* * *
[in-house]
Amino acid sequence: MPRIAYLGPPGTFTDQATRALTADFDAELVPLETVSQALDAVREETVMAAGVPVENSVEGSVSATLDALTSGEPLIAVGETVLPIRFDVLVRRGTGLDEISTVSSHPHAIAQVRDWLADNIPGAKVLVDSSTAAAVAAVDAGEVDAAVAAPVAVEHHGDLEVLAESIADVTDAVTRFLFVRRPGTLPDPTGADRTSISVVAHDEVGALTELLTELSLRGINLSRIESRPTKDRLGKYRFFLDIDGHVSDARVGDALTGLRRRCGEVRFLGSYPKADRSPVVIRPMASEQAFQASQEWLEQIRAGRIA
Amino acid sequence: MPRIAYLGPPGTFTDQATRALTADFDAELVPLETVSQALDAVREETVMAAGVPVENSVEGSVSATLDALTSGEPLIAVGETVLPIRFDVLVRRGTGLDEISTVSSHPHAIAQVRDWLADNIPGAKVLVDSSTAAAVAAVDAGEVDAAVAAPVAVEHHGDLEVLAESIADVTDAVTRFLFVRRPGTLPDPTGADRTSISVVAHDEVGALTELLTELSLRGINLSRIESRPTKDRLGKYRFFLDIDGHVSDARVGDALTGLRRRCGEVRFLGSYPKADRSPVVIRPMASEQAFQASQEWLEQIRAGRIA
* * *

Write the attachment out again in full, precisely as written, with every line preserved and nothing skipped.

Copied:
[in-house]
Amino acid sequence: MPRIAYLGPPGTFTDQATRALTADFDAELVPLETVSQALDAVREETVMAAGVPVENSVEGSVSATLDALTSGEPLIAVGETVLPIRFDVLVRRGTGLDEISTVSSHPHAIAQVRDWLADNIPGAKVLVDSSTAAAVAAVDAGEVDAAVAAPVAVEHHGDLEVLAESIADVTDAVTRFLFVRRPGTLPDPTGADRTSISVVAHDEVGALTELLTELSLRGINLSRIESRPTKDRLGKYRFFLDIDGHVSDARVGDALTGLRRRCGEVRFLGSYPKADRSPVVIRPMASEQAFQASQEWLEQIRAGRIA
Amino acid sequence: MPRIAYLGPPGTFTDQATRALTADFDAELVPLETVSQALDAVREETVMAAGVPVENSVEGSVSATLDALTSGEPLIAVGETVLPIRFDVLVRRGTGLDEISTVSSHPHAIAQVRDWLADNIPGAKVLVDSSTAAAVAAVDAGEVDAAVAAPVAVEHHGDLEVLAESIADVTDAVTRFLFVRRPGTLPDPTGADRTSISVVAHDEVGALTELLTELSLRGINLSRIESRPTKDRLGKYRFFLDIDGHVSDARVGDALTGLRRRCGEVRFLGSYPKADRSPVVIRPMASEQAFQASQEWLEQIRAGRIA